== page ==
July 30, 2004

In Locality G, where we've discovered Middle Stone Age sites, there's one site in particular called the Green Clay Site. A portion of the site was excavated two years ago. Amanda and one of our crew members, Vincent Kimeu, have renewed the digging at this site, and they've already unearthed several more MSA flakes. What's intriguing about this site is that all the flakes seem to have been left there at once, not over a period of many years. They're all from the same kind of stone, they're clustered in a small area, and there's no evidence that water or other forces disturbed the site. Even the tiniest flakes are present in the green soil, which is the best sign that nothing was disturbed after early humans knapped stone at the site.

There's not much other than flakes at the site, but we can still get a lot of information about the behavior of the individual or individuals who visited this spot on the ancient landscape. Alison is an expert in analyzing stone tools, and she explained to Amanda the basics of how to examine the flakes that were found a couple years ago.

Alison and Amanda look at flakes.

The first goal is to get an idea of the size of the flakes. This is done by sorting the flakes into groups, placing all the flakes shorter than 1 centimeter in one group, the flakes between 1 and 2 centimeters in another group, and so on. We know from experiments that when stone tools are made, most of the flakes are less than 1 centimeter, with fewer and fewer in the larger groups. By comparing the distribution of the flakes from the Green Clay Site to the size distribution found in the experiments, we can test for certain whether the site has been disturbed or not, since flowing water usually removes the smallest flakes.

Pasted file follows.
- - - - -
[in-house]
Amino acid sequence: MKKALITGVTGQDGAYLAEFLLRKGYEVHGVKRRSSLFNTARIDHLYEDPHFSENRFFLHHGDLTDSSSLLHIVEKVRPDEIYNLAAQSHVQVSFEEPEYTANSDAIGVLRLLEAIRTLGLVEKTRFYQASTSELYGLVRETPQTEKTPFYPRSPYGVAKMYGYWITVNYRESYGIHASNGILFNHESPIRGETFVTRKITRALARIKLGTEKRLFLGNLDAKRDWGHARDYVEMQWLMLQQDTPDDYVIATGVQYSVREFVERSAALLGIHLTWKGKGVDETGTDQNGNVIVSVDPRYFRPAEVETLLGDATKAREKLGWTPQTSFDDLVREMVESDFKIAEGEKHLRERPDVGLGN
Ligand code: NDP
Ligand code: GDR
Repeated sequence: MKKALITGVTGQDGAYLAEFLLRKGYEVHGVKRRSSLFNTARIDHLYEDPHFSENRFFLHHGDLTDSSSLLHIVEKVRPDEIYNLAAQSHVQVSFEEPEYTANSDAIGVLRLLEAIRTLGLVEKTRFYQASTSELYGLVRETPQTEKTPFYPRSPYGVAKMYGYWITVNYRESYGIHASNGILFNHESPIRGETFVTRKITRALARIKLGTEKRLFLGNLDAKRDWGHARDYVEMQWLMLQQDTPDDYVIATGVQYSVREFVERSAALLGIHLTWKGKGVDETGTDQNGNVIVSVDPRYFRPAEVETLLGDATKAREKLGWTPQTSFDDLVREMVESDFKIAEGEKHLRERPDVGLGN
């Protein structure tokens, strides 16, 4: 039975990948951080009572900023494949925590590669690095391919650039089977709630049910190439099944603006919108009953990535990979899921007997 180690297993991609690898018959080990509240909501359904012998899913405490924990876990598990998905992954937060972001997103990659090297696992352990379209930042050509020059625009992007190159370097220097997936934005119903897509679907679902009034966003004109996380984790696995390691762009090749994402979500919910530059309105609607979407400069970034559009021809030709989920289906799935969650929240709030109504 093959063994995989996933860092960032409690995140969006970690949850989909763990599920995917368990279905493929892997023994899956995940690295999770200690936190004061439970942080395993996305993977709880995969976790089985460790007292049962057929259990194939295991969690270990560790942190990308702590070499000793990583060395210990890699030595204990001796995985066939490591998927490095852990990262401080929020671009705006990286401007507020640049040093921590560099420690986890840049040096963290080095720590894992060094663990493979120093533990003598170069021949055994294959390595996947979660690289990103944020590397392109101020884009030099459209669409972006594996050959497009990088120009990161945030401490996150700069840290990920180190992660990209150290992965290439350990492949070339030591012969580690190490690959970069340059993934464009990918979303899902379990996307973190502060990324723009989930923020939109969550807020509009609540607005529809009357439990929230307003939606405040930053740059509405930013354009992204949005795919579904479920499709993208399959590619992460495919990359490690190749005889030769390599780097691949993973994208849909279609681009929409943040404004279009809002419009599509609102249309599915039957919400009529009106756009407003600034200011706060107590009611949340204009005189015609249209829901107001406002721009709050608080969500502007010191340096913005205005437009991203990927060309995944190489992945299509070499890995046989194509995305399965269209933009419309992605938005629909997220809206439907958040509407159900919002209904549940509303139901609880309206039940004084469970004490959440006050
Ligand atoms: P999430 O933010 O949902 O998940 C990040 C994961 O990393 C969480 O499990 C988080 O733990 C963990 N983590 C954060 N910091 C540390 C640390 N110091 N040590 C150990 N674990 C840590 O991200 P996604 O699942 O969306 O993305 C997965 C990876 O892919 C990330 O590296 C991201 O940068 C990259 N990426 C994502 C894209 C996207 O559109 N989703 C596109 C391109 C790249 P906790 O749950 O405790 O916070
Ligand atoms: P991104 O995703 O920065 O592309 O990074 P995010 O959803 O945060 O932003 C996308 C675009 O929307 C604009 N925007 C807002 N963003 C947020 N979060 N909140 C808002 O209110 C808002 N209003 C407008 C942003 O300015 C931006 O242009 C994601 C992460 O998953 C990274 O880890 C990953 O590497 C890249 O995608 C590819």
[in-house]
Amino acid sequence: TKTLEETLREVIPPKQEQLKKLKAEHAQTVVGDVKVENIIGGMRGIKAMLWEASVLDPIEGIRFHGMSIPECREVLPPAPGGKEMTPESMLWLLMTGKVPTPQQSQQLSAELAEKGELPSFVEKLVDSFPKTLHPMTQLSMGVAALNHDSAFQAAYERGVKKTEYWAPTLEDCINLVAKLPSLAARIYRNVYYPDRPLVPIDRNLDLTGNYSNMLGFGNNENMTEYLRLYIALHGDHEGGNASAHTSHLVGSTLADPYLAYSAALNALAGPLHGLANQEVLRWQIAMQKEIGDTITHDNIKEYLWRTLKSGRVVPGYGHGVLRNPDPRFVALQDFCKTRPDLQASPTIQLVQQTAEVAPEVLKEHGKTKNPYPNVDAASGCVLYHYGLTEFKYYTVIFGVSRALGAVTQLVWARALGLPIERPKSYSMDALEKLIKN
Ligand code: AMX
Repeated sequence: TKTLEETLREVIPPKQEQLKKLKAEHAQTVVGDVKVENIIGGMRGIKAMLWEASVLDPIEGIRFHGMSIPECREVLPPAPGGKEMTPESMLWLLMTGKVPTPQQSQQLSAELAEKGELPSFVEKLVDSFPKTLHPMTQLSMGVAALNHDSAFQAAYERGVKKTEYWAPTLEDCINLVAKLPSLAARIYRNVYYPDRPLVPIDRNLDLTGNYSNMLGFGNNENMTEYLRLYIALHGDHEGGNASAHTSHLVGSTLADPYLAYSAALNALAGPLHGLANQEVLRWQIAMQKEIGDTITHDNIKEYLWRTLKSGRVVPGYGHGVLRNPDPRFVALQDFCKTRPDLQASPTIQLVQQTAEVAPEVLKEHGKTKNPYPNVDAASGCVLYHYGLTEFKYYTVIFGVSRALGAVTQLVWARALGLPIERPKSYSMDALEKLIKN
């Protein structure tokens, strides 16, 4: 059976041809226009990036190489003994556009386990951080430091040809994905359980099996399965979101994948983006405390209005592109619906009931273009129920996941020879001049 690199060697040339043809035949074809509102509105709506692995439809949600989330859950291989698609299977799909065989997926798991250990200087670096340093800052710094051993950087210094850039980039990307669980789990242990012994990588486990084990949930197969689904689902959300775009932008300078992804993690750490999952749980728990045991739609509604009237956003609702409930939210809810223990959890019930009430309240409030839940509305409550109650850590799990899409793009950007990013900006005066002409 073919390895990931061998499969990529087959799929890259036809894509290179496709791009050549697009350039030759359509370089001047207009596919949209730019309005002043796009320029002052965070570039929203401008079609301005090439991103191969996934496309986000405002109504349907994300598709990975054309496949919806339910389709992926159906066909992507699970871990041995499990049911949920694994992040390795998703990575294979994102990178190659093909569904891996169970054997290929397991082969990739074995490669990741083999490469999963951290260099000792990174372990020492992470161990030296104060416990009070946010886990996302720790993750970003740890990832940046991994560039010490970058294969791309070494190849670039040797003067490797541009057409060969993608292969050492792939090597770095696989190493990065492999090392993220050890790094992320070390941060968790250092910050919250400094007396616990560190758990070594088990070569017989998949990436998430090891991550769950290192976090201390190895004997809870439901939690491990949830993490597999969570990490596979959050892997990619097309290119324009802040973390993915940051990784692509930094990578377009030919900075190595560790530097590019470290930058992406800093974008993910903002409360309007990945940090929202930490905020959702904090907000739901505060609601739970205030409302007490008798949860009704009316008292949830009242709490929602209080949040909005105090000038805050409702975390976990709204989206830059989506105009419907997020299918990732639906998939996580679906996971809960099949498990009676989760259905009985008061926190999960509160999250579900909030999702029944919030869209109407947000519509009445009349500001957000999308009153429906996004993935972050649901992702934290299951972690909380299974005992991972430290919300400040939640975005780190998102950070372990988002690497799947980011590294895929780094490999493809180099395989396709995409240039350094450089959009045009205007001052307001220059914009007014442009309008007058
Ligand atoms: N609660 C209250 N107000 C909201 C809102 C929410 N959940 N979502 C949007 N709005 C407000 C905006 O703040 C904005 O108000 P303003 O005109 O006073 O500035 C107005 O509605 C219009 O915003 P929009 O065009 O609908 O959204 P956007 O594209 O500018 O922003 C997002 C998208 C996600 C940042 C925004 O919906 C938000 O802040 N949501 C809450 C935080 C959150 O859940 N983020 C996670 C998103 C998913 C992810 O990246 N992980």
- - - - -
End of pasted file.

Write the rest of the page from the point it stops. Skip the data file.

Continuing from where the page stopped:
The second part of the study is to look at four important attributes of all the flakes larger than 2 centimeters. The first attribute is the type of stone raw material. In an earlier dispatch, I mentioned how this can help us understand some things about the behavior of the toolmakers. The second attribute is the size of the flake. From basic measurements, we can see how carefully the humans made the tools. Did they make large, thick, crude flakes, or small, thin ones? Or large, thin ones? This gives us an idea how much they valued the raw material, or how skilled they were in making tools. The third attribute involves looking for how much the humans prepared the rock by careful chipping before striking off larger flakes. It's possible, for instance, to see on one side of each flake how many previous flakes were chipped off. By counting the scars, we can measure the amount of preparation. The final attribute involves identifying the kind of technology used in making the flakes. Is there a pattern in the shape of the flakes or in the number of scars on the one side? Can we find a consistent pattern of blade making, which are flakes twice as long as they are wide?

With these attributes noted for each flake, Amanda hopes to get a clearer picture of the skill involved in making tools, and possibly even the degree of thought used by these Middle Stone Age toolmakers.